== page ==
Excellence in community colleges is critical to reaching President Obama’s goal that the U.S. lead the world in college graduates by 2020 and to preparing the American workforce to compete in the global economy.

  • Growing Green Neighborhoods Through Youth Engagement

    Groundwork Somerville, youth gardening

    Groundwork Somerville teens tending and harvesting a garden and learning about urban agriculture. April 25, 2011. (by Chelsea Clarke, Groundwork Somerville)

    In 2010, Chelsea Clarke joined Groundwork Somerville (GWS), a nonprofit that promotes sustainable community development and revitalization in Somerville, MA.  It was a “giant leap of faith,” for the environmental consultant, but it turned out to be the perfect blend of her passions and the incredible investment in her own community she had been yearning.

    Clarke began at GWS as a Green Team supervisor.  Green Team is an environmental job corps that employs youth ages 14-17 to learn about and practice environmental stewardship, educate communities on green space issues, and conduct community health outreach.  The youth also maintain the upkeep of school gardens and harvest and sell produce at local farmers’ markets.  Green Team helps youth develop strong interpersonal skills through their team, with their supervisor, and through interactions with farmers’ market customers.  “You can really see them grow over time,” gushes Clarke.  “Just a few weeks ago, we took some of the teens to Philadelphia for the 2011 EPA Brownfields Conference.  It was amazing to see someone who started out as a shy kid get up and present so confidently at a national conference.”

    Now a community organizer, Clarke works more extensively within the neighborhood, primarily with the Green Line/Green Spaces Team.  This team concentrates on the planning and use of lands for the extension of the Boston metro system through Somerville, specifically focusing on the project’s affect on urban youth.  Clarke explains that “key issue areas for city youth are surprisingly similar to those of older demographics” – youth are just as concerned with sustainability, transportation affordability, and efficiency as their parents.

    Groundwork Somerville, Garden Youth Crew

    Garden Youth Crew gets their hands dirty and learn about urban agriculture in Somerville. April 22, 2011. (by Chelsea Clarke, Groundwork Somerville)

    GWS also has programs for younger children as well as the broader community.  The Schoolyard Gardens Program and Garden Youth Crew teach urban kids about their ecosystem and the agricultural practices behind the food they eat.  The Community Corridor Planning program aims to make community planning processes inclusive and advocate for health equity and local jobs.  The Somerville SoilCycle picks up compost for community members and uses the fresh soil from the composting for school gardens.  Finally, the “Spring into Action!” program gives 2nd and 3rd grade Somerville students a chance to spend their spring breaks learning about their environment, participating in outdoor physical activities, and learning to prepare balanced meals.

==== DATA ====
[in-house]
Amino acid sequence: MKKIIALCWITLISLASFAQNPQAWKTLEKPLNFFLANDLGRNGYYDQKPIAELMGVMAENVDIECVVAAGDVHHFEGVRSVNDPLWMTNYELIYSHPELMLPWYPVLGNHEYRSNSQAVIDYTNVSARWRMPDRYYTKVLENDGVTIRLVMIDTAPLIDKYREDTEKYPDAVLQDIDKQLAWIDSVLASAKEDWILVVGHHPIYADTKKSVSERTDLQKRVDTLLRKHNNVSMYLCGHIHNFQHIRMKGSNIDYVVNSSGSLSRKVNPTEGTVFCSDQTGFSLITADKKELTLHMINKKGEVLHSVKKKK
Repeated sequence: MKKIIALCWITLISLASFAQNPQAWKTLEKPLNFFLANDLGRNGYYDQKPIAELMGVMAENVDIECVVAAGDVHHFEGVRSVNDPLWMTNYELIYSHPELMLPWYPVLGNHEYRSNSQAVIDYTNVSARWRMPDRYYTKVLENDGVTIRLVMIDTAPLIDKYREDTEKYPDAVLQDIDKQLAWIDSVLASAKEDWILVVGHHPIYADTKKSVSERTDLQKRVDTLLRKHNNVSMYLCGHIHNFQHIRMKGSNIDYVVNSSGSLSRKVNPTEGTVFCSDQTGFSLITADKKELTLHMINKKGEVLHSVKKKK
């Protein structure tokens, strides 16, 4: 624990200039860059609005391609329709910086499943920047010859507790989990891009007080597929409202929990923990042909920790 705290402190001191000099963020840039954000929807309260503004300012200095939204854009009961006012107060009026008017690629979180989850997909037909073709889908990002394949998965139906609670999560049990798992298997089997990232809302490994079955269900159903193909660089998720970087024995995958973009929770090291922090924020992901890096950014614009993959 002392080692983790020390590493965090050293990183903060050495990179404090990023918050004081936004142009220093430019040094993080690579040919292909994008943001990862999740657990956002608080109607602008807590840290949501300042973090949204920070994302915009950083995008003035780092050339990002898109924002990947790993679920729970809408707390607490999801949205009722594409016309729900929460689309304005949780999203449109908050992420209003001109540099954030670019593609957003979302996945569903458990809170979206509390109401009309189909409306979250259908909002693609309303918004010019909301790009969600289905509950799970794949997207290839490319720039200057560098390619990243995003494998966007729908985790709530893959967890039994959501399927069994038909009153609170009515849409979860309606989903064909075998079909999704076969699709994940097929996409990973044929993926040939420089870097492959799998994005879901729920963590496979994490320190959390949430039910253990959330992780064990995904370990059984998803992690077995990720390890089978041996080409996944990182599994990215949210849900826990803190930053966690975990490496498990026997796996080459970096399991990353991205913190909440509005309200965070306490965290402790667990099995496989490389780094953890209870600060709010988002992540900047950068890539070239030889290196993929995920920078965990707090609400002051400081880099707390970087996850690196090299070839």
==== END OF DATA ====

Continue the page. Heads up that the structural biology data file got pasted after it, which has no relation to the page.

Groundwork Somerville is part of the national Groundwork USA network, which works to improve neighborhoods that have experienced long-term decline in their physical and social environments.

    Share your story about a transformative person or organization in your community!

  • Resilient and Sustainable Economies in the Gulf Coast

    Solar Panels at Charlotte High School

    Solar Panels at Charlotte High School – the first full campus LEED Gold Certified public school in the Southeast. April 22, 2011. (by Charlotte County, FL)

    This week marked the one year anniversary of the Deepwater Horizon Oil Spill.  Throughout the past year, communities across the Gulf coast have worked hard to diversify their economies to be more resilient.  The Clean Economy Development Center (CEDC) has established a model of collaboration that brings together local communities, federal agencies, nonprofits, and businesses to rebuild neighborhoods to be more environmentally and economically sustainable. 
    Charlotte County recently hosted the “CEDC Clean Economy Roadshow,” spotlighting their innovative recovery work.  Charlotte County, on Florida’s west coast, is home to almost 160,000 residents.  Over the past seven years, the County’s primary industries of construction and tourism have struggled from the economic recession, three hurricanes, and the BP oil spill.  Jason Stoltzfus, Program Liaison for Charlotte County, notes that by 2010 the unemployment rate was 13% and property values had gone down by 42%.  In response, the county has worked hard to build a more sustainable economy, job market, and tax base by diversifying the County’s economic focus to include green technologies, renewable energy, medical information technology and life sciences.